Forty Years Later

Forty years later, there are tens of thousands of patient associations[1], which all use information and communication technologies to ensure their promotion, to exchange knowledge and to educate people. These associations not only help patients to get practical information about their disease and the most appropriate treatments, but they act as lobbies and stakeholders in the health domain. For instance, they press public authorities to fund specific treatments and research; they urge pharmaceutical industries to develop new drugs; they force regulators to speed up evaluation procedures to facilitate the adoption of new medications; they analyze research protocols; they expose side effects of treatments etc. The case of AIDS was particularly illustrative: very strong associations of patients forced medical, industrial and public authorities to boost research and to accelerate administrative procedures, to provide new treatments that have totally changed the outcome of the disease.

More generally, patients' organizations take part in the negotiations between state authorities, research organizations and pharmaceutical industries. They are considered as official actors, which gives them power and recognition. In this regard, the proposition of Ivan Illich, which was to promote groups of patient to impose public control over the organization of medicine, has been granted. We could conclude from this that the spirit of May 1968 won. And, undoubtedly, things have considerably changed due, in part, to the use of modern information and communication technologies, which greatly facilitates the retroaction of patient's associations in public debates and the mobilization through the network of disseminated patients, who can now exert a strong pressure in case of need.

However, recently, many people (Colombo et al. 2012; Mosconi and Colombo 2010; Rothman et al. 2011), have denounced the opacity of patient association funding, which comes partly from industries. To clarify this point, let us recall that, when a patients' organization grows up and augments its influence, it needs to employ full time administrators, who quickly establish a kind of bureaucracy, whose aims are a long way away from patients' interests: quite naturally, these administrators become mainly occupied with the influence of their organization, which justifies their employment and satisfies their personal ambitions. As a consequence, their prior concern is that their organization be considered as an essential stakeholder, and then that it be involved in the main decisions, even if this activity has no direct relationship with patients' interests and care. For instance, they want to be involved in new clinical trials and in the discussion with health care organizations about reimbursement of treatments. It may then happen that industries would secretly negotiate with patient's organizations to constitute coalitions of interests against state organizations or against physician organizations. In such cases, the patients' organizations no longer represent the interests of patients, but their own interests, which may coincide to the interests of pharmaceutical industries, because they give them funds. It follows that the current situation looks to be far away from the spirit of May 1968, even if the patients' associations oppose to the body of physicians and its domination.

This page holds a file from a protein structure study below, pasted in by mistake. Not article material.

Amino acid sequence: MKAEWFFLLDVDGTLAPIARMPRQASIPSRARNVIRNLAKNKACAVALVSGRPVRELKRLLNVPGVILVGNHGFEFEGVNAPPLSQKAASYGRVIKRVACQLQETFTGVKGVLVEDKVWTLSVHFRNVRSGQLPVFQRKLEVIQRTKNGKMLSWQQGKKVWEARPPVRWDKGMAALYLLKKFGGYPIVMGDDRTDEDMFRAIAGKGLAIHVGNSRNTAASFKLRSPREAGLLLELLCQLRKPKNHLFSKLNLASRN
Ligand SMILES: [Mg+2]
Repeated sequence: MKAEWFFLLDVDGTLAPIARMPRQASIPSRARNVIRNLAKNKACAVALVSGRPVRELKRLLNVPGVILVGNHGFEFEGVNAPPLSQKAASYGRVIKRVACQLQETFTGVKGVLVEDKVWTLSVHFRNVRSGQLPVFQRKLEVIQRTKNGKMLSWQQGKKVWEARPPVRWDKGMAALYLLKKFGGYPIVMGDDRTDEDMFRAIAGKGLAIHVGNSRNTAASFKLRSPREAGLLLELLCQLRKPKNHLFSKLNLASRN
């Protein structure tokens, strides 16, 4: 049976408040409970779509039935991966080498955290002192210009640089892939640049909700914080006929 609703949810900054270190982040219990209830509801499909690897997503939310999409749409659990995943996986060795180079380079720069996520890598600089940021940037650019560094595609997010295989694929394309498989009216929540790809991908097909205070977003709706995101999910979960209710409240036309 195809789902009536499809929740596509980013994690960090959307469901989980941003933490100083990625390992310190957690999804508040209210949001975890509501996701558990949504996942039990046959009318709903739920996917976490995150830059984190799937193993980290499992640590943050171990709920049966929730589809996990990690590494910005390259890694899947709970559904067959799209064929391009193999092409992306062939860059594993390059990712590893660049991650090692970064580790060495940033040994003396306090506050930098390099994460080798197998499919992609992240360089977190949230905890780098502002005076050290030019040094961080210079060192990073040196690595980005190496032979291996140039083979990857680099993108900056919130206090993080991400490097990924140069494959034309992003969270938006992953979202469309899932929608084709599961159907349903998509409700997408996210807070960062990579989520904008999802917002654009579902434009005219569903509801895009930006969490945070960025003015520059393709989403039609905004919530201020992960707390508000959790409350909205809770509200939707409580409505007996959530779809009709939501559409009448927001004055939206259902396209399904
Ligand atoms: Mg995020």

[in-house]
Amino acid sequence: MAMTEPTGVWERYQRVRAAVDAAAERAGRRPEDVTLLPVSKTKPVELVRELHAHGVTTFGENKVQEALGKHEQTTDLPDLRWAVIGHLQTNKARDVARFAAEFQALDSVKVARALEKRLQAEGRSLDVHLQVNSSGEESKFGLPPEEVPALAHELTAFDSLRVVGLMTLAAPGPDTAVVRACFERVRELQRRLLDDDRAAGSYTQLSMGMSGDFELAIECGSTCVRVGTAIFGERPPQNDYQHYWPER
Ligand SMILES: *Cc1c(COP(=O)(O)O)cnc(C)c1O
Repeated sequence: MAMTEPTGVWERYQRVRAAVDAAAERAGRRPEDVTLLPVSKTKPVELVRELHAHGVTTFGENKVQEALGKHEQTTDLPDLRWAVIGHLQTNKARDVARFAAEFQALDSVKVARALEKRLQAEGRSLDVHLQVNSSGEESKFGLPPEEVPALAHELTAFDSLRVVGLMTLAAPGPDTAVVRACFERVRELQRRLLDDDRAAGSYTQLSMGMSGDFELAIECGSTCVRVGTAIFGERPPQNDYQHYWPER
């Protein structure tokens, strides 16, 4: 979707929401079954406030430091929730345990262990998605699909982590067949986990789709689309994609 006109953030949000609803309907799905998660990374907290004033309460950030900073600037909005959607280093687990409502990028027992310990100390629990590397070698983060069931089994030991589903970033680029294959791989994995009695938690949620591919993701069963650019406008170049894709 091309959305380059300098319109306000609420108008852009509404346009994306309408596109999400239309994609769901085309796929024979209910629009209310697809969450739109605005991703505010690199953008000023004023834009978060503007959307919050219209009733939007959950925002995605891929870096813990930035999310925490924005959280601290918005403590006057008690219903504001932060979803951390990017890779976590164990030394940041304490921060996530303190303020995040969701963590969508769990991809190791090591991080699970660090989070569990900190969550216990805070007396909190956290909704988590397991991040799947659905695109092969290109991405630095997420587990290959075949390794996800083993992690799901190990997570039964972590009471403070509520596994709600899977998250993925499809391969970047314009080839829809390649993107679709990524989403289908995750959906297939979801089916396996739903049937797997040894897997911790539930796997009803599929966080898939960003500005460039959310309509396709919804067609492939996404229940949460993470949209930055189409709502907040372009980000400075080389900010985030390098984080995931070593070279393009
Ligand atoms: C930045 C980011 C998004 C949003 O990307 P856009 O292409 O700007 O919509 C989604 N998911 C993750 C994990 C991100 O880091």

• [1] For instance, the French HAS (“Haute Autorité de la Santéǀ”) has counted more than 14,000 associations of patients for the only France
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